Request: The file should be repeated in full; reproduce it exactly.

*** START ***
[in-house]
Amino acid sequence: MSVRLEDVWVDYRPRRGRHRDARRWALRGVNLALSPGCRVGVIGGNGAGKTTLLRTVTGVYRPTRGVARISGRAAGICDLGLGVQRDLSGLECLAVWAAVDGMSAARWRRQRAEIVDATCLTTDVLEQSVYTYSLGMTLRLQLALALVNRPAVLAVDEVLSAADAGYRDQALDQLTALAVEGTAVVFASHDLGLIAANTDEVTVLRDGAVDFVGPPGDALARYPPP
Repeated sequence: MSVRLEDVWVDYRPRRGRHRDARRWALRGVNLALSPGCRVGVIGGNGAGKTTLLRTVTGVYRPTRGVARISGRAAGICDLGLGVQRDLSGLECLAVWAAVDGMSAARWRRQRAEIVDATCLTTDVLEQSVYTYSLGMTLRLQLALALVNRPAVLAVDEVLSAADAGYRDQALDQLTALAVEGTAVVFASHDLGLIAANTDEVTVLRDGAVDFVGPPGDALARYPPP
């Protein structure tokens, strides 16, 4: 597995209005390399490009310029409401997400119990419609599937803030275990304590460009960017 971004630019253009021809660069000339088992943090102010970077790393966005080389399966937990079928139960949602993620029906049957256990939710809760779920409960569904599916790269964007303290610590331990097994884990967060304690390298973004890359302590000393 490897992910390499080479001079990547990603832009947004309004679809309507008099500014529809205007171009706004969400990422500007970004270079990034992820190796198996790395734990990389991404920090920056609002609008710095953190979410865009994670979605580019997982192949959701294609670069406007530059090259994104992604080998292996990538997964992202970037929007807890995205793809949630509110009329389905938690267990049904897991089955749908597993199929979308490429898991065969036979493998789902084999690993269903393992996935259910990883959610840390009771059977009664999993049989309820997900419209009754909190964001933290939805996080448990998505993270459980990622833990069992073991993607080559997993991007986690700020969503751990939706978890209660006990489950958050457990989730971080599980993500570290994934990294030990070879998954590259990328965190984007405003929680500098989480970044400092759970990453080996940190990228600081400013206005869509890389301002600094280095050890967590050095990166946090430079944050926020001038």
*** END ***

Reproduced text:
[in-house]
Amino acid sequence: MSVRLEDVWVDYRPRRGRHRDARRWALRGVNLALSPGCRVGVIGGNGAGKTTLLRTVTGVYRPTRGVARISGRAAGICDLGLGVQRDLSGLECLAVWAAVDGMSAARWRRQRAEIVDATCLTTDVLEQSVYTYSLGMTLRLQLALALVNRPAVLAVDEVLSAADAGYRDQALDQLTALAVEGTAVVFASHDLGLIAANTDEVTVLRDGAVDFVGPPGDALARYPPP
Repeated sequence: MSVRLEDVWVDYRPRRGRHRDARRWALRGVNLALSPGCRVGVIGGNGAGKTTLLRTVTGVYRPTRGVARISGRAAGICDLGLGVQRDLSGLECLAVWAAVDGMSAARWRRQRAEIVDATCLTTDVLEQSVYTYSLGMTLRLQLALALVNRPAVLAVDEVLSAADAGYRDQALDQLTALAVEGTAVVFASHDLGLIAANTDEVTVLRDGAVDFVGPPGDALARYPPP
């Protein structure tokens, strides 16, 4: 597995209005390399490009310029409401997400119990419609599937803030275990304590460009960017 971004630019253009021809660069000339088992943090102010970077790393966005080389399966937990079928139960949602993620029906049957256990939710809760779920409960569904599916790269964007303290610590331990097994884990967060304690390298973004890359302590000393 490897992910390499080479001079990547990603832009947004309004679809309507008099500014529809205007171009706004969400990422500007970004270079990034992820190796198996790395734990990389991404920090920056609002609008710095953190979410865009994670979605580019997982192949959701294609670069406007530059090259994104992604080998292996990538997964992202970037929007807890995205793809949630509110009329389905938690267990049904897991089955749908597993199929979308490429898991065969036979493998789902084999690993269903393992996935259910990883959610840390009771059977009664999993049989309820997900419209009754909190964001933290939805996080448990998505993270459980990622833990069992073991993607080559997993991007986690700020969503751990939706978890209660006990489950958050457990989730971080599980993500570290994934990294030990070879998954590259990328965190984007405003929680500098989480970044400092759970990453080996940190990228600081400013206005869509890389301002600094280095050890967590050095990166946090430079944050926020001038």